Open to all,
its definitive credo is:
Universal human progress by private and voluntary means.
On Sunday, July 16, 2001, on the ABC-TV program "This
George Will delivered a characteristically succinct and incisive
micro-lecture on the limits of miracles.
His topic was the so-called New Economy, also known as the Information
Revolution. and public alarm and dismay associated with the slowing of
its rate of growth.
Prior to the Information New Economy, he pointed out, there were, from
latest to earliest, an Internal Combustion, or Automotive, New Economy;
an Electrification New Economy, a Rail Transport New Economy, and a
Steamship New Economy, all within about two hundred years. Each time an
affordable innovation in technology for a while made commerce and wealth
generation explode, and prospects seem boundless.
But in every case, including the latest, the new technical category
began to reach its points of saturation, repletion, and even diminishing
returns. With the Information Economy, reaching that point is especially
shocking, because that one had two major elements: microcircuitry and
digitization. Each alone launched a New Economy, but the two came so
close together that they seemed as one, and that one seemed bound to go
It will, actually, but the great sudden liberations of human
productivity, and enthusiasm, it engendered are behind it. It is now
leaving its epoch-making phase and entering one of slower expansion and
One of the greatest implications of Radical Positivism is that exactly
the same happens with civilizations. All great ones are built on new
combinations of facilities and expediencies. They grow, spread, and
prosper until those components have delivered the greatest amount of
their combined promise. The rate of innovation slows. Often, prosperity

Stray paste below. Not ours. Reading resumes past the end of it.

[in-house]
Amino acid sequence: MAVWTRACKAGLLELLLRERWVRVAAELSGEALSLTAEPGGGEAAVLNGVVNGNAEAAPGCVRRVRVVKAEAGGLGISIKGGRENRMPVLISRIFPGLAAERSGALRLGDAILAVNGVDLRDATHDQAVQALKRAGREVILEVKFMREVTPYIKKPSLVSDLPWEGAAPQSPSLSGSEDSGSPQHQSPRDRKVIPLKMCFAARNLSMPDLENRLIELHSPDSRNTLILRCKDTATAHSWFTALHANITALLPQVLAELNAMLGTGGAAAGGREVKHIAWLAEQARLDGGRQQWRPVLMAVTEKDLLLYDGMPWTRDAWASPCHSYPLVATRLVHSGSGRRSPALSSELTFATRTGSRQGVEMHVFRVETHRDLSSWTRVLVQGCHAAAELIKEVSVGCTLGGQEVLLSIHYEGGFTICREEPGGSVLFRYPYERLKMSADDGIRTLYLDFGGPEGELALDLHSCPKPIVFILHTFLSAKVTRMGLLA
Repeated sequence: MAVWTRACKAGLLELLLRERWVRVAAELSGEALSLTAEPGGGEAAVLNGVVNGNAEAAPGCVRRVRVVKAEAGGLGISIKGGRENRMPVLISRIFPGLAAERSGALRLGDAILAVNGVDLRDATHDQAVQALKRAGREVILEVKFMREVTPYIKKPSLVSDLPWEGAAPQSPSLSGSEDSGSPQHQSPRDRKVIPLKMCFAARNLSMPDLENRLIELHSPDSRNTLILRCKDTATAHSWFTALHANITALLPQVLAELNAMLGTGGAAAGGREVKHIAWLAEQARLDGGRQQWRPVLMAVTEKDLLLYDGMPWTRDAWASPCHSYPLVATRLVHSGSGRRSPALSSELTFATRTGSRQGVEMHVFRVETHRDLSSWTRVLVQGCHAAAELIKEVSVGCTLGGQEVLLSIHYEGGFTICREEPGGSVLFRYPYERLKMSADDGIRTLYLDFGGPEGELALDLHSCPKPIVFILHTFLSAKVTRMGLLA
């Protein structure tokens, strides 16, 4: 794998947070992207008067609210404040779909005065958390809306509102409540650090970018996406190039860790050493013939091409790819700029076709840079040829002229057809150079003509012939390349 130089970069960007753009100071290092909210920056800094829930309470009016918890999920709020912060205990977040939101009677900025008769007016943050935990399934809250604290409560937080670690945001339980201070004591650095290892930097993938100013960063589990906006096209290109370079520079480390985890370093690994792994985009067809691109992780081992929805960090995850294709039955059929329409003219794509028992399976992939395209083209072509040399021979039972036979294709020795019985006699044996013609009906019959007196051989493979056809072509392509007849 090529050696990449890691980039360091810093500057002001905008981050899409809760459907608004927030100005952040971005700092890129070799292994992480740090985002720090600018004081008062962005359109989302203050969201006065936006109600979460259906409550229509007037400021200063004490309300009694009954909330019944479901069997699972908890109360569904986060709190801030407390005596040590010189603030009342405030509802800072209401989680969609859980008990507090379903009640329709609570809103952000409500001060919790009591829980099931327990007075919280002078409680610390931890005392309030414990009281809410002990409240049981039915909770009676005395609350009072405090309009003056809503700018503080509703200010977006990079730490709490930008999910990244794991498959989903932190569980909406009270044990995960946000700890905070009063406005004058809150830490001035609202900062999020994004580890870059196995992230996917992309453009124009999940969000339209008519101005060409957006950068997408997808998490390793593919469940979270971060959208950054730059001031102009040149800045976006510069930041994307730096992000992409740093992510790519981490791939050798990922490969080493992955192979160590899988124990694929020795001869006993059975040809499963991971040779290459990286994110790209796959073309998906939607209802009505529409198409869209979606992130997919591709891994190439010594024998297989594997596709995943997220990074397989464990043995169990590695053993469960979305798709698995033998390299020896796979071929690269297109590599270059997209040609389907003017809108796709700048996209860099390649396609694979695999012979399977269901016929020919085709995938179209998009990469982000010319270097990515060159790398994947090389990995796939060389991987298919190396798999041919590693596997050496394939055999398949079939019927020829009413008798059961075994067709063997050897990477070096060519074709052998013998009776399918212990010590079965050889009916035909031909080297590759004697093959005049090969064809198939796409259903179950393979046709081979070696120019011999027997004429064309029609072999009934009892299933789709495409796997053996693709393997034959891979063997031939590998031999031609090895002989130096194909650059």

brings about a leisurely, entitled mindset in the population. When the
combination that wrought that prosperity and growth begins to meet its
limits and producer slower rates of expansion and prosperity
enhancement, people tend to become fearful.
Fearful people, timid people, people who had come to think they are
exempt from adversity, faced with the slightest discomfiture or even
prospect of it, even unto the prospect that the rate of improvement may
decrease, let alone the spectre that it may stall or reverse, look to
others to blame, to assail with demands that they do something. Quite
often they retreat into a compulsive repetition of what produced the
growth now behind them, and oppose any variation of it.
For example, if overgrazing of range land by a sheep flock that has
grown and grown, bringing its shepherds greater and greater prosperity,
begins to slow the rate of flock growth or even reverse it, many
shepherds will demand that nothing be changed, that innovations be
curtailed, that what worked so well be continued blindly despite
evidence it has reached its point of diminishing returns. Religious
leaders may demand more piety and sacrifices, and enjoin any innovation
-- such as cutting some forest and clearing more grazing land -- as
inconsistent with the old and proven ways, and symptomatic of human
presumption repulsive to the gods.
In short, as economies or civilizations begin to slow their growth or
even diminish, what is needed is more liberty, more latitude, more
innovation, so new techniques can be found. But due to something in
human nature, what is usually inflicted is greater restriction, greater
regimentation, more tunnel-visioned concentration on ways, the
potentials of which have been exhausted. And that results in stagnation
and then decline in economies and in civilizations, time after time.
Mythology too emphatically warns us against discovering or inventing our
way to disaster. The Prometheus myth, the Pandora fable, the Eden
legend, the Frankenstein novel and its progeny unto "Jurassic Park" do
But in economies and civilizations, stagnation and decline do not result
from discovery, innovation, risk-taking, and opportunity-pursuing.
Quite the opposite.
Radical Positivists of the world unite, and make it a better place for all!